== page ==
“Putin is still thinking as an imperialistic power, that it’s important and necessary to eat up neighbors. He did it in Georgia in 2008, he did it in Ukraine in 2014, and we did not respond in kind,” Kariņš said. “If we want peace, Ukraine clearly has to win and Russia clearly has to lose. We have to break the cycle of imperialistic expansion. Otherwise, we all pay the price.”
“Of course I agree,” said Slovakian Prime Minister Eduard Heger, also on Thursday. “It’s our duty to help Ukraine win.”
On the same panel, Bulgarian Prime Minister Kiril Petkov said, “The reality is there is no other choice: clear win, full territorial integrity, there is no room for compromise.” Petkov said if Russia is allowed to occupy any Ukrainian territories it has taken that “this is not peace, this is a frozen conflict…the only way to have peace is to get Russia out of the country.”
Heger said it was their “duty” to provide Ukrainian President Vladimir Zelenskyy the weapons he needs to win.
Kariņš has been among the most vocal supporters of a total Ukrainian victory with no concessions to Moscow. Latvia has given 250 million euros (roughly $268 million) of military aid to date, he said. “That is one-third of our annual military budget; it’s almost one percent of GDP.” Latvia does not have many of the weapons Ukraine has requested, “but what I’m suggesting and saying to my NATO colleagues is if we all proportionately help as we have done, as the Estonians have done, then Ukraine would have the firepower to get the job done.”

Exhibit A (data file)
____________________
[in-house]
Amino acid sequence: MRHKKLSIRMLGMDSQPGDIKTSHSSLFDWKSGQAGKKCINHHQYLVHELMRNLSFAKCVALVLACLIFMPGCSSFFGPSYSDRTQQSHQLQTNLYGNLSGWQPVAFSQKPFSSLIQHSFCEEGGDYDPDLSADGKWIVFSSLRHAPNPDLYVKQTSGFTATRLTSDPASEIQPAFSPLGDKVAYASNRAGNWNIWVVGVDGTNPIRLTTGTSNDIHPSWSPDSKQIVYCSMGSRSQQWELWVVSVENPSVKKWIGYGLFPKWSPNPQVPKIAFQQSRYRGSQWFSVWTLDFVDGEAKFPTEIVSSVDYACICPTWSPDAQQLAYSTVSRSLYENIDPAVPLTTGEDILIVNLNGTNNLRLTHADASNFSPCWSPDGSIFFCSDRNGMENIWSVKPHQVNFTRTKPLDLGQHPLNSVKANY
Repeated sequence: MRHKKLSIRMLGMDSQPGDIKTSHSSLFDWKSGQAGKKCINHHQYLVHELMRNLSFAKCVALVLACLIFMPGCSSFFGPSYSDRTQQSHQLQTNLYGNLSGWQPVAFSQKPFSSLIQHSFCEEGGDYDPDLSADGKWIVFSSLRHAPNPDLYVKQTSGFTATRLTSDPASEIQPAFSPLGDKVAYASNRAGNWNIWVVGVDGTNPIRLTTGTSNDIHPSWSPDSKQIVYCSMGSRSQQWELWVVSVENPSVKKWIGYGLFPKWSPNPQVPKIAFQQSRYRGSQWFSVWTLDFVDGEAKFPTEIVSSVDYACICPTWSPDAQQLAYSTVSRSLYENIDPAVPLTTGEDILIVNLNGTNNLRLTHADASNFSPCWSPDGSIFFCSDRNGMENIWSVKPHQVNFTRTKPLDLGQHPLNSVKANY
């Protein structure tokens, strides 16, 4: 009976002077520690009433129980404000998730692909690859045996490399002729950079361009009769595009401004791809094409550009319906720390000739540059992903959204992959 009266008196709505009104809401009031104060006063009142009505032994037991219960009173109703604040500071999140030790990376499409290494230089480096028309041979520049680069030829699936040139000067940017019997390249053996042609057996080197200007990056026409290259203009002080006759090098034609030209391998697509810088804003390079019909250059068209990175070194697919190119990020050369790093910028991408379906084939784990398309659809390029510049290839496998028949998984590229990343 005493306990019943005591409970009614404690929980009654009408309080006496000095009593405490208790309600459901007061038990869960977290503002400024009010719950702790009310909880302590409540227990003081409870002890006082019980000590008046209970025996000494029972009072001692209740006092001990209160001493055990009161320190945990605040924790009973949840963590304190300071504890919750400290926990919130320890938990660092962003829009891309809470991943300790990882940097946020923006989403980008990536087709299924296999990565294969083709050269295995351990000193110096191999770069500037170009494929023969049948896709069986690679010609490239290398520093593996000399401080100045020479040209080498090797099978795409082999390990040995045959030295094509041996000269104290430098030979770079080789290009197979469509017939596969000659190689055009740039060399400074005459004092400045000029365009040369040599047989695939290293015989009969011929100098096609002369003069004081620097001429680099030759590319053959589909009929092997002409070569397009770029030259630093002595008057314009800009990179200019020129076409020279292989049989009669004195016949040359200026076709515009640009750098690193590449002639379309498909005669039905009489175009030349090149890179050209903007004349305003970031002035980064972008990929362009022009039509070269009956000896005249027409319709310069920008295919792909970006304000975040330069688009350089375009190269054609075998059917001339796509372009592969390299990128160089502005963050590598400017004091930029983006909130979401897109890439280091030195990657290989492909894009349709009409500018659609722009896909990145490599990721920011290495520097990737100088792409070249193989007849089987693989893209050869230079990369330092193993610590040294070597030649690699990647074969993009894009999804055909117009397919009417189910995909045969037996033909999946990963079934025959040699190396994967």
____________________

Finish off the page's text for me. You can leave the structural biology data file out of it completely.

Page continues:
Kariņš also rejected the idea that the West should withhold some weapons from Ukraine to avoid provoking Russia. “I think, provoke someone who is doing genocide?” he said. “The only provocation is to not arm Ukraine, to not arm ourselves in NATO, to not strengthen the Eastern flank, because Putin will perceive weakness, he will move forward and attack and kill people, and have his own army killed. So, the only way to provoke him is by not arming Ukraine and not arming ourselves.”
Looking ahead to the NATO summit scheduled for later this month in Madrid, Reznikov said that if alliance membership is in Ukraine’s future, then NATO leaders should start thinking of Ukraine as part of the alliance’s military force.